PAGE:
• Single-page web apps
  • Embedded devices and sensors
  • Apps requiring real-time capabilities
  • API servers – the “glue” that binds devices to backends and services

We think the requirements of these use cases are going to naturally gravitate developers to programming that is ruled by APIs and JavaScript.

Expand to read more about what’s going to keep Node as the go-to technology for the front-edge...
  • The ability to write apps that are isomorphic: JavaScript that runs in the browser, on the device and on server means a greater opportunity to reuse not just code, but also the skill sets of developers. Node means every JavaScript developer has the potential to become a server-side developer. Full-stack JavaScript continues to pick up in popularity with examples in the MEAN and BACN stack.
  • Assume devices will sometimes be offline: Node can help facilitate the syncing of data on devices who aren’t always connected to a backend.
  • Devices talking to devices: As we rapidly approach an era where there will be more devices and sensors passing data between each other than human initiated data exchanges, Node’s evented capabilities shine in helping make things like connected cars and intelligent home automation devices possible.
  • Fully-featured SDKs: Make it easy for developers who are familiar with native platforms like iOS and Android to integrate Node into their applications without forcing them onto a steep learning curve.

What follows are the opportunities and challenges we believe exist for developers and organizations alike, interested in taking Node to the next level.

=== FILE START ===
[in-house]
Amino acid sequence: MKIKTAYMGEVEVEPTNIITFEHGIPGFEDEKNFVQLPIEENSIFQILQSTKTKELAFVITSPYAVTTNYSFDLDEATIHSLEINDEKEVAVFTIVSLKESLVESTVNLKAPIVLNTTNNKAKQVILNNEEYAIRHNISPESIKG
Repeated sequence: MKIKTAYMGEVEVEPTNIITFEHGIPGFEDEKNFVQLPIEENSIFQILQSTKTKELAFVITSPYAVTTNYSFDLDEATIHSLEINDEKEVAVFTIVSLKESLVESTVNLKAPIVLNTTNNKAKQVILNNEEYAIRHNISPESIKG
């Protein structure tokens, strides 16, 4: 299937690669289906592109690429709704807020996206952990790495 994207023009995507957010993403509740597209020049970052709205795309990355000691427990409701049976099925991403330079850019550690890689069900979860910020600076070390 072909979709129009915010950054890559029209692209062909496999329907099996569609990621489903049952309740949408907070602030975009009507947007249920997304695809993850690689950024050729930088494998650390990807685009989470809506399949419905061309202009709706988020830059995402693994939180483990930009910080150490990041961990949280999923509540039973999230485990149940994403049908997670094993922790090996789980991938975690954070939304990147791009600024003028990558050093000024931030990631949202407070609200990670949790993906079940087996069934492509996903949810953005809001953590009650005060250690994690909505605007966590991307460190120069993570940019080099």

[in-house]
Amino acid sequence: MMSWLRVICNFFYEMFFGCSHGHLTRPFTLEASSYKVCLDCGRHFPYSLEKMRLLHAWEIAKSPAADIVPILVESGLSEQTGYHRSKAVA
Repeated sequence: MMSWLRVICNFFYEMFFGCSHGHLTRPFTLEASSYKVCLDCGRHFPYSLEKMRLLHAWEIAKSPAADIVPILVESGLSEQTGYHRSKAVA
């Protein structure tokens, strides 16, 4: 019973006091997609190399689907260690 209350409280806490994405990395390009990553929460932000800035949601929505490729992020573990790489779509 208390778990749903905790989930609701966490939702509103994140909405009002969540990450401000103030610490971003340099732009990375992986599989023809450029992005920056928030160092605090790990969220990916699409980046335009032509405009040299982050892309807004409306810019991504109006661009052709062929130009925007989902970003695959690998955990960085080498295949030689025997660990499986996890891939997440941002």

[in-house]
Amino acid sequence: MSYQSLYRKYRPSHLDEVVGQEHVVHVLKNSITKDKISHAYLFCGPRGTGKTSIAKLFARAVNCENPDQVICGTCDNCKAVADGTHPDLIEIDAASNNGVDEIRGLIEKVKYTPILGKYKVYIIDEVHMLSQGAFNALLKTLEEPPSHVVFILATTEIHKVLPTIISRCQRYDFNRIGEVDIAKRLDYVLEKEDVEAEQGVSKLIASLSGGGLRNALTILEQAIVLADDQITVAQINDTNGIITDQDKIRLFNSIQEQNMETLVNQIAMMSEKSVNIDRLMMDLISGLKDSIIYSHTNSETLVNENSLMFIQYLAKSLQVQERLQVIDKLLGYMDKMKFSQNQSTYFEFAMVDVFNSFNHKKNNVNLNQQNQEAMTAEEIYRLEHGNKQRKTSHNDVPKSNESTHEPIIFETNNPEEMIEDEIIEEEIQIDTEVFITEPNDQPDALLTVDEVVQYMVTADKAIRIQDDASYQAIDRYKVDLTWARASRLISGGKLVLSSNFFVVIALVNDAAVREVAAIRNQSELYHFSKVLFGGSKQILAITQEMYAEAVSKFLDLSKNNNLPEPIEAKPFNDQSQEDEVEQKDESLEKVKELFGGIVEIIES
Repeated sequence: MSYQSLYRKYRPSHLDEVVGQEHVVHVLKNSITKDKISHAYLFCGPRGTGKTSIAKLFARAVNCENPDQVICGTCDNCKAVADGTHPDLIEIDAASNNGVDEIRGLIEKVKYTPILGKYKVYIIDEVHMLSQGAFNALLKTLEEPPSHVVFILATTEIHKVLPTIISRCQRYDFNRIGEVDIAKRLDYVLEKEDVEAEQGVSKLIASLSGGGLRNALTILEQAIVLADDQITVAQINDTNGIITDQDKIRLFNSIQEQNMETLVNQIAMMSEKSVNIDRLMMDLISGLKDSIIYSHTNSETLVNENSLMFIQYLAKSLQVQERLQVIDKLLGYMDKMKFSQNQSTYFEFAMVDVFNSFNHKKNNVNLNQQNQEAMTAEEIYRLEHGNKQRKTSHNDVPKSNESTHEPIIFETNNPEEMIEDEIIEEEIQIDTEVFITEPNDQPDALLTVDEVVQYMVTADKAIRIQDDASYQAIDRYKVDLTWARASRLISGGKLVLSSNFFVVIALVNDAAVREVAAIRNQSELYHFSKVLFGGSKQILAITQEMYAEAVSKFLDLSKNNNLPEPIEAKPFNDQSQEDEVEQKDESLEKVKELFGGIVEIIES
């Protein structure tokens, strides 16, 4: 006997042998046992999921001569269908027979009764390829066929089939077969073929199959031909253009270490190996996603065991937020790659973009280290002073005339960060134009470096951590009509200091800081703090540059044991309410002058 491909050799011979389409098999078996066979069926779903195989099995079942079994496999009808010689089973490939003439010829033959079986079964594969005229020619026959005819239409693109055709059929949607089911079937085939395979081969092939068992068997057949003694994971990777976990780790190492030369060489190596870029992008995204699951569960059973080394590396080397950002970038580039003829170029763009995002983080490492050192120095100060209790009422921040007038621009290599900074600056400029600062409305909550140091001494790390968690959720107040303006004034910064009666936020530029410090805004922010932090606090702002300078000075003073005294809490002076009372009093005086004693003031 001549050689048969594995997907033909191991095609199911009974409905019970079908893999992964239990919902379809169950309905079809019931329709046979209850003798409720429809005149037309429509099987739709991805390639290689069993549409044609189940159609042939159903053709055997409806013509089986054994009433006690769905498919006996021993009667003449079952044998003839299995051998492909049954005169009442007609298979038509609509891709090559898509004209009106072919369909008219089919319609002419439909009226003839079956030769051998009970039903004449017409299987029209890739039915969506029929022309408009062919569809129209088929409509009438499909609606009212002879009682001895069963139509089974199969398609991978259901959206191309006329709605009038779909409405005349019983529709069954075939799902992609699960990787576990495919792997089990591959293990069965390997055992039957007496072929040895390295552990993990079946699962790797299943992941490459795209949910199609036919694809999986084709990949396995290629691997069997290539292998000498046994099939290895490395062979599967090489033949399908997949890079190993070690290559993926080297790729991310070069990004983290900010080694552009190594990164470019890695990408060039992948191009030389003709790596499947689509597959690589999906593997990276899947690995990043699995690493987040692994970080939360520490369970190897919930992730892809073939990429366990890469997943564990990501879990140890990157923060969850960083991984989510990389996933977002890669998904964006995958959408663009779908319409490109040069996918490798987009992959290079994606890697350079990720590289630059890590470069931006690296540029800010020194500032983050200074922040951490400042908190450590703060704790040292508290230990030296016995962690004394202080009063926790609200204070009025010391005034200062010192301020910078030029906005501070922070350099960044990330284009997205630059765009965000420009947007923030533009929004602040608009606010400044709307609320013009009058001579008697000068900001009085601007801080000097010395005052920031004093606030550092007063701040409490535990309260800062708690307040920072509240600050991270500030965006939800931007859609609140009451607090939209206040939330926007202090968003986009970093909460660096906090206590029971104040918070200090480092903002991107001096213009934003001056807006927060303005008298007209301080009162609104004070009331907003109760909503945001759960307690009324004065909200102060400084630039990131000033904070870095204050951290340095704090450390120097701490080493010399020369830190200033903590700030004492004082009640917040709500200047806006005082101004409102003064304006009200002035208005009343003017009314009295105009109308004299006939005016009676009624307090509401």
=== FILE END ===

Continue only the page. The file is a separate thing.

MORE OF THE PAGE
Read more

What’s New in the node-inspector v0.7 Debugger

The last three months were great for Node Inspector. We have received a number of pull requests from the community, and the list of authors has grown by 50% to 28 people. Thank you!

node-debug replaces slc debug

Do you remember the blog post announcing the first Blink-based version of Node Inspector? It mentioned a handy tool that can set up your debugging session in one command: “slc debug”. We have decided to move the implementation of “slc debug” to Node Inspector and thus make it available to all users (see the pull reqest #305). This move will hopefully improve the unfortunate situation where there are at least three competing modules:

…with each one having it’s own advantages and shortcomings.

Quick Start

First of all, don’t forget to install the latest Node Inspector (v0.7.0 or later):

$ npm install -g node-inspector

Now you can start debugging your app.js script by running

$ node-debug app.js

This is what happens behind the scenes:

  1. Node Inspector is launched in background
  2. Your script is started via node –debug-brk app.js